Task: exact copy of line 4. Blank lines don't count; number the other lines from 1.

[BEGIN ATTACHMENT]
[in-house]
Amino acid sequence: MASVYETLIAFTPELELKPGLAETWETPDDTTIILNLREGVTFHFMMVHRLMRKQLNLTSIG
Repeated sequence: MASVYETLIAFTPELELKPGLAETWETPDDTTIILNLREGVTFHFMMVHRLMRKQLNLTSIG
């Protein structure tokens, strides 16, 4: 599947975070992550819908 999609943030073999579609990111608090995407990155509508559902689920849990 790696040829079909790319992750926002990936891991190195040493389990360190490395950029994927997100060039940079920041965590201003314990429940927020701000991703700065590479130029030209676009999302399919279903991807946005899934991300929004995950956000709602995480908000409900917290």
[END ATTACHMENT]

């Protein structure tokens, strides 16, 4: 599947975070992550819908 999609943030073999579609990111608090995407990155509508559902689920849990 790696040829079909790319992750926002990936891991190195040493389990360190490395950029994927997100060039940079920041965590201003314990429940927020701000991703700065590479130029030209676009999302399919279903991807946005899934991300929004995950956000709602995480908000409900917290």